With day-to-day usage, the Moto G8 Plus managed to cope quite well. We were able to multitask quite effortlessly; it was easy to find what we wanted thanks to the near-stock Android UI and we didn’t face any heating issues. It is a bit difficult to reach the upper end of the tall display, but thankfully there are plenty of gestures to help. For instance, you can swipe down on the fingerprint sensor to pull down the notification shade, or perform a simple on-screen gesture by swiping your finger diagonally to either of the bottom corners, to shrink the contents of the screen. The ability to wave your palm over the phone to wake up the display is also very convenient. You can even take a peek at your notifications by holding down its icon on the lockscreen.
Moto G8 Plus Benchmark numbers were pretty decent too. In AnTuTu, we got a score of 170,004 points while the T-Rex test in GFXbench returned 34fps. The framerate in the latter test was a little low since the full-HD resolution taxes this processor. The same is reflected when playing heavy 3D games such as PUBG Mobile. It defaulted to the ‘Low’ graphics preset, which didn’t look very good, but at least gameplay wasn’t affected too much. The phone got a little warm when gaming, but not to an alarming extent.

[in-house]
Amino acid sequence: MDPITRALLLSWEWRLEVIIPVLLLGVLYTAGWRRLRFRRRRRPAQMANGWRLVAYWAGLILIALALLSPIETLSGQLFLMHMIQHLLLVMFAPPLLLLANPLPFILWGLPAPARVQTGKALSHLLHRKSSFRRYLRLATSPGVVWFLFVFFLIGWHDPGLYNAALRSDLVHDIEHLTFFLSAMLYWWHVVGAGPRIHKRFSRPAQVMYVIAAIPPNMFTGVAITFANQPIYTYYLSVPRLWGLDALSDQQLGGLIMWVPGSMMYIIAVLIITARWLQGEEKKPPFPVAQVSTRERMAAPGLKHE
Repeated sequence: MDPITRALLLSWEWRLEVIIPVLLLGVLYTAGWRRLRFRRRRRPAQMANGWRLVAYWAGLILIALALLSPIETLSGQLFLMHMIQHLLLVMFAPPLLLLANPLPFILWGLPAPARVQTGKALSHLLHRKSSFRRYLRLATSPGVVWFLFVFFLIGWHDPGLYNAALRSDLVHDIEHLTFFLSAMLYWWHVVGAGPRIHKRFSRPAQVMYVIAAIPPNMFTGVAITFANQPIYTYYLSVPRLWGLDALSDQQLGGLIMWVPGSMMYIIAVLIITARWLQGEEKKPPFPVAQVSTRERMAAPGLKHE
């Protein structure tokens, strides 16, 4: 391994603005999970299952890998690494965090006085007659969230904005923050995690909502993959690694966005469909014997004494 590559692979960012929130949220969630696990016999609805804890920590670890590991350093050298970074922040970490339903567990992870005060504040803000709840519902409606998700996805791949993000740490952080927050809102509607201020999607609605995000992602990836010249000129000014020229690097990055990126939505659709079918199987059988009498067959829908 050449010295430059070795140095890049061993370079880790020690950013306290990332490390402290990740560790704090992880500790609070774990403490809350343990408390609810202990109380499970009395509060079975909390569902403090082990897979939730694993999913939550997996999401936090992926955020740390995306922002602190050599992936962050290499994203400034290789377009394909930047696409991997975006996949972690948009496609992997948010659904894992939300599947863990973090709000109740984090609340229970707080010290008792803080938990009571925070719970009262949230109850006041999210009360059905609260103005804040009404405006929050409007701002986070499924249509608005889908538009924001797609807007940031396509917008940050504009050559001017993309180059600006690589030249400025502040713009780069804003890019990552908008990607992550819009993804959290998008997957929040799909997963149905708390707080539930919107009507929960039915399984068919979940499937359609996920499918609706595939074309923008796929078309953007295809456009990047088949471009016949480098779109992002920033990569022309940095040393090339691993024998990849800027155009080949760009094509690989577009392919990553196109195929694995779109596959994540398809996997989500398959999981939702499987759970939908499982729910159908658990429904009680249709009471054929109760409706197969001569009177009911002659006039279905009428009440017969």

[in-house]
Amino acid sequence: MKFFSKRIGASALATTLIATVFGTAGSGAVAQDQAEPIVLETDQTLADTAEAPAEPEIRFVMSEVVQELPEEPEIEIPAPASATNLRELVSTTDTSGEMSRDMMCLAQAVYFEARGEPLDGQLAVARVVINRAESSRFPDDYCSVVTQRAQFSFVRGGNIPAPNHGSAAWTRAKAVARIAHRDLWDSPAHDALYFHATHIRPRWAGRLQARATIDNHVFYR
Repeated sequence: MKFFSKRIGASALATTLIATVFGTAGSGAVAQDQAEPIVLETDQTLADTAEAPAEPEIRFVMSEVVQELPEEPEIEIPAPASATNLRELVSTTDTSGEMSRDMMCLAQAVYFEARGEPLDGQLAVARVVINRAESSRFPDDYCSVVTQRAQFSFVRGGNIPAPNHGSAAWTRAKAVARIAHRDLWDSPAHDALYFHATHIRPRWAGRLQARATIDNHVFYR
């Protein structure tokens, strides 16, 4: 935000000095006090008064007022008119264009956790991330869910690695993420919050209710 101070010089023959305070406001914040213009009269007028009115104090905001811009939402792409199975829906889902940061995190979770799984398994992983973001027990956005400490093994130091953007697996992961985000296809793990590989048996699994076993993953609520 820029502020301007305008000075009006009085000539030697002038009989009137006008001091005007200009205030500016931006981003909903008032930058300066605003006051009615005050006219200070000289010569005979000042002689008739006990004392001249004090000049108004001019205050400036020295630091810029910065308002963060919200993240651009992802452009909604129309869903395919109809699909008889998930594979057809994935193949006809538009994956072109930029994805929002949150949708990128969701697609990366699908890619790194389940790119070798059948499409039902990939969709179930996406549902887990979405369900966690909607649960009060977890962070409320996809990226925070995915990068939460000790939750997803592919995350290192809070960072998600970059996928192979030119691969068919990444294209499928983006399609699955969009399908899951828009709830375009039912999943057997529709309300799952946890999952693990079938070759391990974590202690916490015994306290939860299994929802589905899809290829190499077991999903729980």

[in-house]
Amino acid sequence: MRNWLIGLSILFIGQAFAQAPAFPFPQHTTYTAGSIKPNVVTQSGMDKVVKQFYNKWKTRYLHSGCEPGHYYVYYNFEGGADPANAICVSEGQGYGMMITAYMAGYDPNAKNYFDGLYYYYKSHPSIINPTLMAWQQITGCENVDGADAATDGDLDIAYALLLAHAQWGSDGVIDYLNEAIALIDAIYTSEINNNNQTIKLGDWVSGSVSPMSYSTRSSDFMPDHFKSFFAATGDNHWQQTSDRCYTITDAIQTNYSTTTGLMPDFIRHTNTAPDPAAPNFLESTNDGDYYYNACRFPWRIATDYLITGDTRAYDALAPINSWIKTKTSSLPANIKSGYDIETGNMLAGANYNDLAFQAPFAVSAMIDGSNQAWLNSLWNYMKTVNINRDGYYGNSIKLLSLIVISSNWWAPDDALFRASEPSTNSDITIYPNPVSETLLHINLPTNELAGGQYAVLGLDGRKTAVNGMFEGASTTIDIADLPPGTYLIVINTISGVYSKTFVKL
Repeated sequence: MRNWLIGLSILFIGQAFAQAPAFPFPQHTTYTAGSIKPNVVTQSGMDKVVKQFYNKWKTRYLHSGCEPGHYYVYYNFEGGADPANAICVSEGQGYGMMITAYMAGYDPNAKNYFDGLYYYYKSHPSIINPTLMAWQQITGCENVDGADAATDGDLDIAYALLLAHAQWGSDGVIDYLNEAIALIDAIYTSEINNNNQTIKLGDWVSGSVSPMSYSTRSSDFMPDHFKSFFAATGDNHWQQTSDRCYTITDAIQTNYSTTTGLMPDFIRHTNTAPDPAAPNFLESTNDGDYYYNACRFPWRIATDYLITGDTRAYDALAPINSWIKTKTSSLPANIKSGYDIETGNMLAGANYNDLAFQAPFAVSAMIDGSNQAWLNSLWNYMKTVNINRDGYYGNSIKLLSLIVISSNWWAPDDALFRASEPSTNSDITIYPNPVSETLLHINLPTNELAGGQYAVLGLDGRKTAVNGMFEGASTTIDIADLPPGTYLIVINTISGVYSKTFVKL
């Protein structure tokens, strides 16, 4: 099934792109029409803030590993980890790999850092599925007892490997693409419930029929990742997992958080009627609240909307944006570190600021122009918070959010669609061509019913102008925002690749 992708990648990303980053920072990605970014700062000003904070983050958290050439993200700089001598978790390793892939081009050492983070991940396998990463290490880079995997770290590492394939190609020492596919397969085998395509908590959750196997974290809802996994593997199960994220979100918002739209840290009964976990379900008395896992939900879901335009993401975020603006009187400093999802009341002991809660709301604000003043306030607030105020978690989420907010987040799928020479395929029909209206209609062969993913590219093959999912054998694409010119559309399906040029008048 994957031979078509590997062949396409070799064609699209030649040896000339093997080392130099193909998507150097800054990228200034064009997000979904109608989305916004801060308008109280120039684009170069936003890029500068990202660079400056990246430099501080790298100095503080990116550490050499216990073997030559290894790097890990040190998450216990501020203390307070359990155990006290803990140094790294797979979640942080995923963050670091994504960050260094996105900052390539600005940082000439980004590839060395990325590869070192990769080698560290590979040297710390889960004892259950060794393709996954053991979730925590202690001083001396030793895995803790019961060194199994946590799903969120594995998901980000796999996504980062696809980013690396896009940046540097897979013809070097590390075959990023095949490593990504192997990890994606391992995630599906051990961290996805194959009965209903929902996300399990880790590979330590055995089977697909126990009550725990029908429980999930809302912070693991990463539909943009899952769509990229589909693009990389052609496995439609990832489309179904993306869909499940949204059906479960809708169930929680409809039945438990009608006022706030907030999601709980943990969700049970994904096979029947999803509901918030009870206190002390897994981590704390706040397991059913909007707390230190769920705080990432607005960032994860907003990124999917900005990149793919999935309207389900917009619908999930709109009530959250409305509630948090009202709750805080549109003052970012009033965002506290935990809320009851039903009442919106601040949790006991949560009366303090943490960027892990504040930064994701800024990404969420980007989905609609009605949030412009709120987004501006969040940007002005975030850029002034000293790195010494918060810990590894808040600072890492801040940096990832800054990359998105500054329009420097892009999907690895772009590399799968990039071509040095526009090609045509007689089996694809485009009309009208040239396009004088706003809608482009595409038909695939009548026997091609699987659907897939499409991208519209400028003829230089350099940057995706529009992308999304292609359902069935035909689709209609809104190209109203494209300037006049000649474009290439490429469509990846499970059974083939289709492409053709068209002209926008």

The speakers on the Moto G8 Plus sounded excellent, thanks to Dolby Audio. The earpiece got just as loud as the bottom-firing speaker, which created a good stereo effect. You can leave the Dolby setting at ‘Auto’ or manually tinker with the bass, mids, and vocals depending on your style of listening. This effect works when playing audio through the speakers as well as wired and even wireless headsets. This added to the bright and punchy colours of the display made for an enjoyable multimedia experience.
The Moto G8 Plus supports Motorola’s 15W Turbo Charging feature. You even get a little logo in the clock widget which tells you when the phone is charging quickly. The phone can also be fast-charged using any standard Quick Charge 3.0 charger. In our battery loop test, the Moto G8 Plus ran for 14 hours and 10 minutes, which is a good show.
With normal usage, which involved playing games, using the camera, and surfing the Internet, we easily sailed past a day and into the next. With more frugal usage, we were averaging about a day and a half. With the bundled Turbo Charger, we were able to charge the Moto G8 Plus battery from zero to 36 percent in half an hour; up to 70 percent in an hour, and fully in about two hours. These aren’t particularly good times, but still a lot better than having no fast charging at all.